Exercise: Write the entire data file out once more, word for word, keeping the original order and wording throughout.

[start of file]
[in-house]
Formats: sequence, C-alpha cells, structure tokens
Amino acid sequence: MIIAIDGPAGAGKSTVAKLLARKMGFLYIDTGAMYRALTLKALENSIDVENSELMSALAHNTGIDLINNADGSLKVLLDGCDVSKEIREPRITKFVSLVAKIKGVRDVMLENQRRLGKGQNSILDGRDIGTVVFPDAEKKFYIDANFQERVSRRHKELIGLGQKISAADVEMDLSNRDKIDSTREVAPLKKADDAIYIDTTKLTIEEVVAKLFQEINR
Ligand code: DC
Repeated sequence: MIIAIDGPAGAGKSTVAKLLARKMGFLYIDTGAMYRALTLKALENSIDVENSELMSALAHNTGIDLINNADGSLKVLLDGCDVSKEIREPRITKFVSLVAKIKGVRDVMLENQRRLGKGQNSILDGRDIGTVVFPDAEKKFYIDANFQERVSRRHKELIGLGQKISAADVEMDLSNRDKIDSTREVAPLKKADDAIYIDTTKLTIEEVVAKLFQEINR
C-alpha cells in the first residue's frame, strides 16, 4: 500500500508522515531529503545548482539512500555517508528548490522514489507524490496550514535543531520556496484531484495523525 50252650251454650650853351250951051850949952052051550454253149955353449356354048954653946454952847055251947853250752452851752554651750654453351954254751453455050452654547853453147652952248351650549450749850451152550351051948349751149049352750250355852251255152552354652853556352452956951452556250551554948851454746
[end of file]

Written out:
[in-house]
Formats: sequence, C-alpha cells, structure tokens
Amino acid sequence: MIIAIDGPAGAGKSTVAKLLARKMGFLYIDTGAMYRALTLKALENSIDVENSELMSALAHNTGIDLINNADGSLKVLLDGCDVSKEIREPRITKFVSLVAKIKGVRDVMLENQRRLGKGQNSILDGRDIGTVVFPDAEKKFYIDANFQERVSRRHKELIGLGQKISAADVEMDLSNRDKIDSTREVAPLKKADDAIYIDTTKLTIEEVVAKLFQEINR
Ligand code: DC
Repeated sequence: MIIAIDGPAGAGKSTVAKLLARKMGFLYIDTGAMYRALTLKALENSIDVENSELMSALAHNTGIDLINNADGSLKVLLDGCDVSKEIREPRITKFVSLVAKIKGVRDVMLENQRRLGKGQNSILDGRDIGTVVFPDAEKKFYIDANFQERVSRRHKELIGLGQKISAADVEMDLSNRDKIDSTREVAPLKKADDAIYIDTTKLTIEEVVAKLFQEINR
C-alpha cells in the first residue's frame, strides 16, 4: 500500500508522515531529503545548482539512500555517508528548490522514489507524490496550514535543531520556496484531484495523525 50252650251454650650853351250951051850949952052051550454253149955353449356354048954653946454952847055251947853250752452851752554651750654453351954254751453455050452654547853453147652952248351650549450749850451152550351051948349751149049352750250355852251255152552354652853556352452956951452556250551554948851454746